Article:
Lessons Abound for Businesses in the Wake of Civil Unrest


With the number of major world events happening over the last 6 months, I have to believe that people are starting to take notice and ask why. In many cases perhaps there is no reason to ask why, such as the overturn of the Tunisian government, or the similar situation in Egypt. Even as we speak the unrest in Libya is building to a crescendo, with people around the globe starting to feel the impact at the gas pump and in the stock market. Not to mention there are plenty of people, myself included, that are waiting to see the outcome, and what it means for not only the Middle East and African countries, but for all peoples and countries around the world. Business should take lessons from these situations as well, not only of the impact to them, but for what it means in the country of “YourBusinessToday”.

We often look at situations in foreign countries and think that it could never happen to us, and what we certainly don’t think about are the similarities between a country and a business. Any time you have a population of people being governed by a body who has greater and greater power and control in the eyes of those people, you really walk a fine line. It is the responsibility of those in power to take a step back, listen to their people, and ensure that not only do they understand them but are working on their behalf to make things better for them. Without people to lead, and people who want to follow you, you have no authority and can and will lose much. Whether that much is a company or a country is based on your situation, but the result is generally still the same.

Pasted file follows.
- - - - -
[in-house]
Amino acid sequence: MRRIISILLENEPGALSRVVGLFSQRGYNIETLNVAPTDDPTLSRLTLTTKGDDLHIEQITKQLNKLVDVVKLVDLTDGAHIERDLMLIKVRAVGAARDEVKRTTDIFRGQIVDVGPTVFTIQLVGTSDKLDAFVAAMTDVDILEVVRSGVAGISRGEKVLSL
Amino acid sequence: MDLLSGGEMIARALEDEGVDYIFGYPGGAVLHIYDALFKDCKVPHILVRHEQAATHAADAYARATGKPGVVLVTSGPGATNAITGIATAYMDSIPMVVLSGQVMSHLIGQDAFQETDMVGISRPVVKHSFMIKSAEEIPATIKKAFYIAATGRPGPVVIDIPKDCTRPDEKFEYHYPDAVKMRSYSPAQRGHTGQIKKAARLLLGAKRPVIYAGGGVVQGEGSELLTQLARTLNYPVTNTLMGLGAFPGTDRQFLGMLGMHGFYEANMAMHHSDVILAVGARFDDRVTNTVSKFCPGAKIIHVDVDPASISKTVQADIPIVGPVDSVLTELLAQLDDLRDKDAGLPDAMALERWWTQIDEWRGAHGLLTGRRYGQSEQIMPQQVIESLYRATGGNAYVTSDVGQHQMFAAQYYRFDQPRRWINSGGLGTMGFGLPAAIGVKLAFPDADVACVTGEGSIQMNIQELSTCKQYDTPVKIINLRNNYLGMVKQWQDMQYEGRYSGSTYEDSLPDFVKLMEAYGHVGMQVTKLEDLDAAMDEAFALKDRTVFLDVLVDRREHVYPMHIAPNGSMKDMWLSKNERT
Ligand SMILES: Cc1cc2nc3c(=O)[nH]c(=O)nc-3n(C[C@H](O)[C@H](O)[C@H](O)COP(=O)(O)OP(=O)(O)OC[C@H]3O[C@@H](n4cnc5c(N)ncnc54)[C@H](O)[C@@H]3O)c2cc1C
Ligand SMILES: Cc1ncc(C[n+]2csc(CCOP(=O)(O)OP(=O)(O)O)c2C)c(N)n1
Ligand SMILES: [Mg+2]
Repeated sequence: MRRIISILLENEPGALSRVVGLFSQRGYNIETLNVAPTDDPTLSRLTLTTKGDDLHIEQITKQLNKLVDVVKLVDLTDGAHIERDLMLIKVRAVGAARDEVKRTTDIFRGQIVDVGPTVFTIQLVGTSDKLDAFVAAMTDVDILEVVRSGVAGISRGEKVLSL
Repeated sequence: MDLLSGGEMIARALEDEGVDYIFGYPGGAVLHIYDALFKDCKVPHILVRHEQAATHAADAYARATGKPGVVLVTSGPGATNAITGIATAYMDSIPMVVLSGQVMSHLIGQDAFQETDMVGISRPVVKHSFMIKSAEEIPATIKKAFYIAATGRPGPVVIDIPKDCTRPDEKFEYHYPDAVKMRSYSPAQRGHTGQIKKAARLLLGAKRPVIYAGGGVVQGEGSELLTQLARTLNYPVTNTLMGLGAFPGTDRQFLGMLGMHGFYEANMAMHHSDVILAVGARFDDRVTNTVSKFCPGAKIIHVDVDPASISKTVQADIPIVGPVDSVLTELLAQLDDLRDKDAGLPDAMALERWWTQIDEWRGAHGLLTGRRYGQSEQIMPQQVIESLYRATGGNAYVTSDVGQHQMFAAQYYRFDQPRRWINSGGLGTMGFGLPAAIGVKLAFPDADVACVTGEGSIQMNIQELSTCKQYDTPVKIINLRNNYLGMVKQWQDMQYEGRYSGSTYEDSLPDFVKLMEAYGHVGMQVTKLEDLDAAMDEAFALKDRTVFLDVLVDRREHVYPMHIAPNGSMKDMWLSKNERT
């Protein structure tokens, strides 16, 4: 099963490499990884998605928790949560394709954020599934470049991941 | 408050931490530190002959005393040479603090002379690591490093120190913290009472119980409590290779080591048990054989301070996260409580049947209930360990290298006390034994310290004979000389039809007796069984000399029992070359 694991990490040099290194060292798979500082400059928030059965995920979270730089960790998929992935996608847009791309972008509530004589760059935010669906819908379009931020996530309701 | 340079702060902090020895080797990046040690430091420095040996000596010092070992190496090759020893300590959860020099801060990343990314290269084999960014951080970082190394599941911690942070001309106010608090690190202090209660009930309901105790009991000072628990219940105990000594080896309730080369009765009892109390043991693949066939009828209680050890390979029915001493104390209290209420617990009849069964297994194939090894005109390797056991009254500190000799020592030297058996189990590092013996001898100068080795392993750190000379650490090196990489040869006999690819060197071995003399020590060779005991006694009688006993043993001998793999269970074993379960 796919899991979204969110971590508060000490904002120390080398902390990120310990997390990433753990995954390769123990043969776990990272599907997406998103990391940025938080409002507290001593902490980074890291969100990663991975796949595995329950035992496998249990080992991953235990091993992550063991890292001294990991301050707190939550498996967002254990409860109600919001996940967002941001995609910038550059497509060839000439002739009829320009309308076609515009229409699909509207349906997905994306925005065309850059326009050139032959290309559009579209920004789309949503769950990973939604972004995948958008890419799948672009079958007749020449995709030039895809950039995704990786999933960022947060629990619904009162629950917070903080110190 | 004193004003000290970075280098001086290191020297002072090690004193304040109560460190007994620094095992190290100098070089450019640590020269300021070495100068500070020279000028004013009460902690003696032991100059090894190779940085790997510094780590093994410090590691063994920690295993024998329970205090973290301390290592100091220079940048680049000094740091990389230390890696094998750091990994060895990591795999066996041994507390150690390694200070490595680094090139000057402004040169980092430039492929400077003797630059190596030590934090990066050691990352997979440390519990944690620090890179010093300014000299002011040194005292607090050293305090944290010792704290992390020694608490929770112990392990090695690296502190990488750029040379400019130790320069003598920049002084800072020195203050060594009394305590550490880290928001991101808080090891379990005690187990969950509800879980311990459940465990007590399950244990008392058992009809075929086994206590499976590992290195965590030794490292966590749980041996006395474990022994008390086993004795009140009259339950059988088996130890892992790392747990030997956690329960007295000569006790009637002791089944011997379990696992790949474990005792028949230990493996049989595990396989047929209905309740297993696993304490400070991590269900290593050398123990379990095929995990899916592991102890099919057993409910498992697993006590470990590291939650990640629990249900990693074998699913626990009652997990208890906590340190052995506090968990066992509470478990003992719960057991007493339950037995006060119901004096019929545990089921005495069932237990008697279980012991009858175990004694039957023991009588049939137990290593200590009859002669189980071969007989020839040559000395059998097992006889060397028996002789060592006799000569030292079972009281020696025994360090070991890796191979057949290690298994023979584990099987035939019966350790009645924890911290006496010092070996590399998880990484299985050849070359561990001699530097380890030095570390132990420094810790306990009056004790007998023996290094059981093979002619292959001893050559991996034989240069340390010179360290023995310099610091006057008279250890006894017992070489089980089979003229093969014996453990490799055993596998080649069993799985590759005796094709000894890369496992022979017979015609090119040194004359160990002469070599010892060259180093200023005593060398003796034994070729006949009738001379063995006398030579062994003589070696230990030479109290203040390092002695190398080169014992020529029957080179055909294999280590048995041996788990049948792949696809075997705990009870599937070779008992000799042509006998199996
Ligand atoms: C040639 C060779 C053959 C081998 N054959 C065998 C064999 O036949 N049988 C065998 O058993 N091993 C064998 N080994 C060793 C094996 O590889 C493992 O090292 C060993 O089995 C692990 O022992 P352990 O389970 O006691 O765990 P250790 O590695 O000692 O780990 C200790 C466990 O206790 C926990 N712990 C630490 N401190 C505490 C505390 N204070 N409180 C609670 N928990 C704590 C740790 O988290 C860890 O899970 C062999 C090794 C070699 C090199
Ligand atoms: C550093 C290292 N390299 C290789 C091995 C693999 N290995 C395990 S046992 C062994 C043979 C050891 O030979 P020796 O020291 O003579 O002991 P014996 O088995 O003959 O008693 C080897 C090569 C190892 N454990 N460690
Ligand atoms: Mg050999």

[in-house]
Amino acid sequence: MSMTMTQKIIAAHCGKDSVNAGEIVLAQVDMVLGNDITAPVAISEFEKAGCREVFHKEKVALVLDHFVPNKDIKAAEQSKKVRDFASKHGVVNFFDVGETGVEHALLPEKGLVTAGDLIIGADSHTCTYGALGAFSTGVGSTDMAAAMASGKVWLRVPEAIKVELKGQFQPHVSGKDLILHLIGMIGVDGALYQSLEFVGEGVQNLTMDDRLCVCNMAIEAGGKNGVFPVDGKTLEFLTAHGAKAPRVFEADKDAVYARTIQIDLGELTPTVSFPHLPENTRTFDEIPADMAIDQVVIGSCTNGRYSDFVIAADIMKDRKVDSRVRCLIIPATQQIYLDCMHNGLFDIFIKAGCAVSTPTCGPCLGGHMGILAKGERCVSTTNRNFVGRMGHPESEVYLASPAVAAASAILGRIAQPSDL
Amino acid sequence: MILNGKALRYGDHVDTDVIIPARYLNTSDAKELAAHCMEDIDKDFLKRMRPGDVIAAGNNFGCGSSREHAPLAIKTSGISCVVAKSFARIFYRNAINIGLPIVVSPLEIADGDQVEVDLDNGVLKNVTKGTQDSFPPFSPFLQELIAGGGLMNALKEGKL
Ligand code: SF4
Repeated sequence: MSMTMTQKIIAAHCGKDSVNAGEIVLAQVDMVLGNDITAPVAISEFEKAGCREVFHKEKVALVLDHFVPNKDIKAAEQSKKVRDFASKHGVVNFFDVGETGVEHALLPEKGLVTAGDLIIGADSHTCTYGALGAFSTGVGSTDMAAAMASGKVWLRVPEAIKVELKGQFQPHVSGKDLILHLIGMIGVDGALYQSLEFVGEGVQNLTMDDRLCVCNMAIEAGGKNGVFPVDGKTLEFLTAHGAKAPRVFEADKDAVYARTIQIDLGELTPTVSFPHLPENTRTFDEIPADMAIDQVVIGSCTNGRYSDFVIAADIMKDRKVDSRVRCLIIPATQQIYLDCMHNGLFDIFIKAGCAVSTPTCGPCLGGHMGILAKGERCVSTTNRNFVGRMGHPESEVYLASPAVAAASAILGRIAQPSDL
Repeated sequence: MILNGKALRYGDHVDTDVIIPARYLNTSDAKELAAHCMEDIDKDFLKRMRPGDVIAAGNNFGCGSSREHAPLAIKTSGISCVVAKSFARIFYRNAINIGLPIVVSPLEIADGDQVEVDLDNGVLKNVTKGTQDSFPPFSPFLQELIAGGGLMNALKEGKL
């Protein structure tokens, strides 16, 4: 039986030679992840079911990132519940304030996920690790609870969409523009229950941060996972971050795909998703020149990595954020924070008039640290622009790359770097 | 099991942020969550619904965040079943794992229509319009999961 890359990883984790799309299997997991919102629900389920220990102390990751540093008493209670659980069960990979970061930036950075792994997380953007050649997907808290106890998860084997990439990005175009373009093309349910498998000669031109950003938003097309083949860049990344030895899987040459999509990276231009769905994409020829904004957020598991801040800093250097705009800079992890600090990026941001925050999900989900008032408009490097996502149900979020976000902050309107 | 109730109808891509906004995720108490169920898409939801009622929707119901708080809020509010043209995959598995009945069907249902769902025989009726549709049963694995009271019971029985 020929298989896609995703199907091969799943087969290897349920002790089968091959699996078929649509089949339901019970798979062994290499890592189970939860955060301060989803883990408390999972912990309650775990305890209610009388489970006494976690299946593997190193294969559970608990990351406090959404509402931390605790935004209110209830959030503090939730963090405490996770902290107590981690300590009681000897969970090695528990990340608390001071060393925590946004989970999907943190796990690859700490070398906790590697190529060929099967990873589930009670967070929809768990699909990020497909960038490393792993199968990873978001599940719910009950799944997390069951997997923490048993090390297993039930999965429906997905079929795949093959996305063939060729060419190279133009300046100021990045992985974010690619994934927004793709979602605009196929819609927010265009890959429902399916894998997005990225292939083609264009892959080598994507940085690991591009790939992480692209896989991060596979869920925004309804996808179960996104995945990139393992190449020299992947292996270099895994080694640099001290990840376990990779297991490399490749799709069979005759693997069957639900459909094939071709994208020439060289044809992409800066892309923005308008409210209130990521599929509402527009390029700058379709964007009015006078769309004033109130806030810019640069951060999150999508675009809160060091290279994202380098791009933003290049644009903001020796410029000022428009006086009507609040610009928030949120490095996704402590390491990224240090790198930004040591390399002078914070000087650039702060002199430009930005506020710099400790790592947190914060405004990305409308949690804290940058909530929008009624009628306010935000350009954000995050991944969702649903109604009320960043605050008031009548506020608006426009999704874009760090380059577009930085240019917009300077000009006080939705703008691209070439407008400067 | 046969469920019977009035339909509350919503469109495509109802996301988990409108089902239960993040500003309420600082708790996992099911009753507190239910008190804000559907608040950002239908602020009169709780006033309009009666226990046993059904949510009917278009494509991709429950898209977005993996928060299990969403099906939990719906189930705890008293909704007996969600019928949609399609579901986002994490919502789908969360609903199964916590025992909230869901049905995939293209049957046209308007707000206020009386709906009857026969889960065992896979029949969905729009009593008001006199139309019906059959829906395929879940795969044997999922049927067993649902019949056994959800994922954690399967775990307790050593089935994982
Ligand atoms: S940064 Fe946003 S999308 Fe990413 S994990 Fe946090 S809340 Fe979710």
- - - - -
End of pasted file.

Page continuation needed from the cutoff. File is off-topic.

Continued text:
In tribes such as the Trobriander and others around the world they have this concept correct. There are even companies such as Gore that get it right. You have to keep groups small, allow the people to have a voice, base authority on merit, and truly have your people’s best interest at heart because your people are you and you are your people. When you create a hierarchical system, giving greater and greater authority while separating the leaders and people from each other, you often end up playing a huge game of telephone to understand what is really going on with the people. Authority and respect needs to be earned by leaders, and voluntarily given by followers. When you try to force it, or demand it, you degrade the entire structure of trust and communication. We see this when we look at world leaders who are killing their citizens to maintain control, or taking money out of their pockets in one form or another to fill their own, or even in the case of working over their people’s heads and behind their backs on “diplomatic policies” that are really about making the leaders power and money greater (sometimes at the expense of the people they serve).

Unfortunately we fail to notice, or do anything about, the actions of business leaders that are equally egregious. We as human beings tend to view it as a greater tragedy when bad things happen to a people of a country, but accept it more when it comes from a business. While business leaders may not be mowing down their employees (and who knows, perhaps some do!) there are certainly cases where they are making deals for their own benefit, and lining their own pockets because “they earned it”. I’m sure that many of the world leaders out there being overturned and ousted believed the same thing at one time or another.